Author, Book review, Canada, Craig Davidson, Doubleday Canada, Fiction, literary fiction, Setting, USA

‘Cataract City’ by Craig Davidson


Fiction – hardcover; Doubleday Canada; 416 pages; 2013.

Craig Davidson’s Cataract City — shortlisted for the 2013 Giller Prize — may possibly be the most male book I’ve ever read — and certainly the most male book I read this year. Think of a male sporting pursuit — go-karting, wrestling, bare knuckle fist fighting, greyhound racing and dog fighting — and it will be mentioned here.

The story is set in the working class neighbourhood of Niagra Falls, the Cataract City of the title, where Owen Stuckey and Duncan Diggs grew up together but slowly drifted apart — Owen is now a police officer, Duncan has just got out of jail following an eight-year stint — and follows their lives from childhood through to the present day. The central hub of the novel is Dunk’s involvement in a cross-border cigarette smuggling operation that goes drastically wrong — but can his best friend save him?

There’s no doubt that Davidson is a great storyteller, but this is a relentlessly bleak and often violent book. And the ending, which mirrors the beginning — the two characters spend an inordinately long time lost in the wilderness — became so preposterous, I was tempted to throw the book across the room.

That said, I do think this novel throws up plenty of questions — to what extent does our background influence our lives?; can we ever escape our working class roots?; how important is male friendship and what bonds men together? — which elevates it from being a lot more than just a boys’ own adventure tale, though it certainly has all the right ingredients to make a terrific film — a tension between good and evil, a crime or two, and plenty of action.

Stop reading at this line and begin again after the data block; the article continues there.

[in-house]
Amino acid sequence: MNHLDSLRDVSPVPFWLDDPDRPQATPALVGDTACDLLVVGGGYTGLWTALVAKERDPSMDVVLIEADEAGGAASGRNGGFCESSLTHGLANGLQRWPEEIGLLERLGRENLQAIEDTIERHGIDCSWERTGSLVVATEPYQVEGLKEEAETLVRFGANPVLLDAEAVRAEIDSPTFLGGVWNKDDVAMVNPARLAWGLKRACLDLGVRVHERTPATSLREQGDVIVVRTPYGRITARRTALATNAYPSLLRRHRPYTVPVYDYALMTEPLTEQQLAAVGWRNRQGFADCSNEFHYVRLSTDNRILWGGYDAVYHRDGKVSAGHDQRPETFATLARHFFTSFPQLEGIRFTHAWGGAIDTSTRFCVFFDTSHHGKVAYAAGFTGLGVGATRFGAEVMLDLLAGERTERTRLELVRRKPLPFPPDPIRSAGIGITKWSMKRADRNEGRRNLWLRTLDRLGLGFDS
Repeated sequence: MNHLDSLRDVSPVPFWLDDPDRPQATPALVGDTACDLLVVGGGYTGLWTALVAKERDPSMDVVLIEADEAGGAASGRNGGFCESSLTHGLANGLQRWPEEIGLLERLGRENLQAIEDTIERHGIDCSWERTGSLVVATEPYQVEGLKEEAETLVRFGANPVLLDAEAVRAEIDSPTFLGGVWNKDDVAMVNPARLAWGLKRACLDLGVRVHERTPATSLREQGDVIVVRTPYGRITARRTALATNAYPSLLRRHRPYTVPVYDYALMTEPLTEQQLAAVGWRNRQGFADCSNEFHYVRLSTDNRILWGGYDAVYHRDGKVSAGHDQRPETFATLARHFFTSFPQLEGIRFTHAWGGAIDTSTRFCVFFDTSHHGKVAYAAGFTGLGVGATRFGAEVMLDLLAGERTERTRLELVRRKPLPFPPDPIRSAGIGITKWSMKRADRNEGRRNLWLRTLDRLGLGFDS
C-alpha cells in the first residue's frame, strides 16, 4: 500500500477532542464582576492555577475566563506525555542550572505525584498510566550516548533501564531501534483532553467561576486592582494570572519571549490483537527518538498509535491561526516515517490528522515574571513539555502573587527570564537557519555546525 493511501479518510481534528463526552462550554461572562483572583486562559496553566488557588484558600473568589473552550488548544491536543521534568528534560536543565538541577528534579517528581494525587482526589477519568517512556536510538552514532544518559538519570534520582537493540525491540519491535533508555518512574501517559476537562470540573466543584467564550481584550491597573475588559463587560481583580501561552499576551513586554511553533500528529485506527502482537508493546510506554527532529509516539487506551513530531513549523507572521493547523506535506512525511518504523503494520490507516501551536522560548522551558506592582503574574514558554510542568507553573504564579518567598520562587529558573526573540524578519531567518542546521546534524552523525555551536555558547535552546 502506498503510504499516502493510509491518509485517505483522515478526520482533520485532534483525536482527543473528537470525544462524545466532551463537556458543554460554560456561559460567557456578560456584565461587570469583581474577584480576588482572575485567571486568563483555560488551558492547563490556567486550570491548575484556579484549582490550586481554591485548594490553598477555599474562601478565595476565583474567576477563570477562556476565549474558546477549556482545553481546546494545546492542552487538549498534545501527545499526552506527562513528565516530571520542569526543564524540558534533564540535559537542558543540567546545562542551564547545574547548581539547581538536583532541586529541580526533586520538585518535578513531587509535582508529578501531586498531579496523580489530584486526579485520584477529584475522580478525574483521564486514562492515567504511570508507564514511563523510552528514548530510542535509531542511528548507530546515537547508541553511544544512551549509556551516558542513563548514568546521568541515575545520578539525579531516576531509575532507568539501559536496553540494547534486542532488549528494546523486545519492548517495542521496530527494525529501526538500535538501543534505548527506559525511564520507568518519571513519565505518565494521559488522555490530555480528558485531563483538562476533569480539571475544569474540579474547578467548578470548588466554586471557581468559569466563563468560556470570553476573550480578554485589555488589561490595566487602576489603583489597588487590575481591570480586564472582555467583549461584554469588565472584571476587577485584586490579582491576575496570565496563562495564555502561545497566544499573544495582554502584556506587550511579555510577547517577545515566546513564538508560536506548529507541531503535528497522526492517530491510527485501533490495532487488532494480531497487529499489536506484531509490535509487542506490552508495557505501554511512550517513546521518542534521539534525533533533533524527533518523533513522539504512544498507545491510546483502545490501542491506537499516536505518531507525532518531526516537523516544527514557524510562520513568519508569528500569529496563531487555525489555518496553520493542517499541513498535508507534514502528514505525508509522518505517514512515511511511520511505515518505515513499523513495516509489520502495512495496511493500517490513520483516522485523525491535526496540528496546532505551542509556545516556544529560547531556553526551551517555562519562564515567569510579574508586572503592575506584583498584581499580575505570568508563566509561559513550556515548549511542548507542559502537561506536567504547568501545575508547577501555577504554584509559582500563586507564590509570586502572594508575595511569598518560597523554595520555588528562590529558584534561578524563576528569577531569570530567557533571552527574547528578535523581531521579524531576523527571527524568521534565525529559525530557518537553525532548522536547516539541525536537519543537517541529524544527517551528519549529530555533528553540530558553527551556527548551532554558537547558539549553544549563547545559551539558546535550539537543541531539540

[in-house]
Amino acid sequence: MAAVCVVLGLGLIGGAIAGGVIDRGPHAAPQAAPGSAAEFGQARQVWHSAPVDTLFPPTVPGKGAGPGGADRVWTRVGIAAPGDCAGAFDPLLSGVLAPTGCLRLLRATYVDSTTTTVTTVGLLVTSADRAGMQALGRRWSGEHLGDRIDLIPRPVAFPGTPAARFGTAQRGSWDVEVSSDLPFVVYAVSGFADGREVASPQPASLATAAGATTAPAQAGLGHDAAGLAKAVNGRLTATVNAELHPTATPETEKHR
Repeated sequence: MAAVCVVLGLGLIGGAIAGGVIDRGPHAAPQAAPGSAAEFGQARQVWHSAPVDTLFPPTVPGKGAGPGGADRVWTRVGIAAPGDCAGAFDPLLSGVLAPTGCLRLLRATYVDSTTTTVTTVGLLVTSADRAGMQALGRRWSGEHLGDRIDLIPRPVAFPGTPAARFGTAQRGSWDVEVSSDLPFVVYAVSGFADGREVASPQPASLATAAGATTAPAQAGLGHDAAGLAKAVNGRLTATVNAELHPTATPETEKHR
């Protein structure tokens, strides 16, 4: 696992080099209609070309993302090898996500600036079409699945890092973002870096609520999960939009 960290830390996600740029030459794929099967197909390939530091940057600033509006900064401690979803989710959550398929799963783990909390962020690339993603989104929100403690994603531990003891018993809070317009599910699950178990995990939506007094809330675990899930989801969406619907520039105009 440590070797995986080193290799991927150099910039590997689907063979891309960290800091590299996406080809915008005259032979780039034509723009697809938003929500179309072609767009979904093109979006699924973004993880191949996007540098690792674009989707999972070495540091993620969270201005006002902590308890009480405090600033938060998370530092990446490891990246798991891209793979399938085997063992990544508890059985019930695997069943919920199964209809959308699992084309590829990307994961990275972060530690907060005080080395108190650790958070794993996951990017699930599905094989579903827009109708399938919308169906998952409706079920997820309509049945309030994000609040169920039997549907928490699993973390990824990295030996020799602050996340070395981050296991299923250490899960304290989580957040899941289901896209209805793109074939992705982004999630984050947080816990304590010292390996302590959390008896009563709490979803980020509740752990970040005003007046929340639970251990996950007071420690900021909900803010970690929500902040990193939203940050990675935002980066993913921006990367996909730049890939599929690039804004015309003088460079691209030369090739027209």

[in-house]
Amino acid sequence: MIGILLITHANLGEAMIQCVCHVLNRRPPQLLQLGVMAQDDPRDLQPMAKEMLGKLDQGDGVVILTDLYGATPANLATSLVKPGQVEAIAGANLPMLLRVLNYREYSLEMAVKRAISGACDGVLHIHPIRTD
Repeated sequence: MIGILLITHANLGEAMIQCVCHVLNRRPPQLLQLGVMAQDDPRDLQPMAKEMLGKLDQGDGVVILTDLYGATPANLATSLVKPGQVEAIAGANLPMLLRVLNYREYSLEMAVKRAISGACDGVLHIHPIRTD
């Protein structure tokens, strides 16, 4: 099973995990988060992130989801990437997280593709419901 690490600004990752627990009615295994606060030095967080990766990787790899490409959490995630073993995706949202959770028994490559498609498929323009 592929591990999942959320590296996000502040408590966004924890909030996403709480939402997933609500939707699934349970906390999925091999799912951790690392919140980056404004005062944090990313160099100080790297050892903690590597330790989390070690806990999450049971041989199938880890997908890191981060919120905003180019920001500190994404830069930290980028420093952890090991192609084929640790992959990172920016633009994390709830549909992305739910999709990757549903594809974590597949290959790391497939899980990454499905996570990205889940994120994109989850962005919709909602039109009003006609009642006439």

4 thoughts on “‘Cataract City’ by Craig Davidson”

  1. You are not the only one who didn’t like Nora. I thought she was giant pain in the neck. I struggled to finish the book. But I have read other Claire Messud novels in the past and enjoyed them. I particularly liked The Emperor’s Children. Have you read that one?


  2. This was my first Messud, so, no, I haven’t read The Emperor’s Children, although it’s long been on my wishlist, mainly because I do enjoy reading books that are set in New York.


  3. I didn’t have a problem with Nora so much (in fact I could relate to her quite a bit), it was more the way the novel started off so well and then felt very padded in the middle before the conclusion. I think on finishing it I felt like I’d read a Very Good book in the sense that it felt like it ought to have been good for me even if I didn’t particularly like it all that much. Sort of a ‘broccoli book’. I certainly enjoyed ‘The Emperor’s Children’ a lot more, and I do like Messud’s writing (I’ve also read ‘The Hunters’ and have ‘The Last Life’ on my shelves).
    I agree with pretty much everything you’ve written about ‘Cataract City’: you can fairly smell the testosterone wafting from its pages; the opening section (which reads almost like a self-contained novella) is echoed to a ridiculous degree by the conclusion; the action set pieces in the second half are relentless with one leading into another like one of the more mindless Bond films; and yet for all that I really really enjoyed it, and you’re right: it’d make a cracking film.


  4. I so love the term “broccoli book”, David… I may well have to use that in a blog post at some point 😉
    Even though I wasn’t enamoured of this book — it was a nice enough read but didn’t wow me on any level — I’d be inclined to try some of her earlier stuff, so thanks for the tip offs about the books you have read.


I'd love to know what you think, so please leave a comment below

Fill in your details below or click an icon to log in: Logo

You are commenting using your account. Log Out /  Change )

Twitter picture

You are commenting using your Twitter account. Log Out /  Change )

Facebook photo

You are commenting using your Facebook account. Log Out /  Change )

Connecting to %s

This site uses Akismet to reduce spam. Learn how your comment data is processed.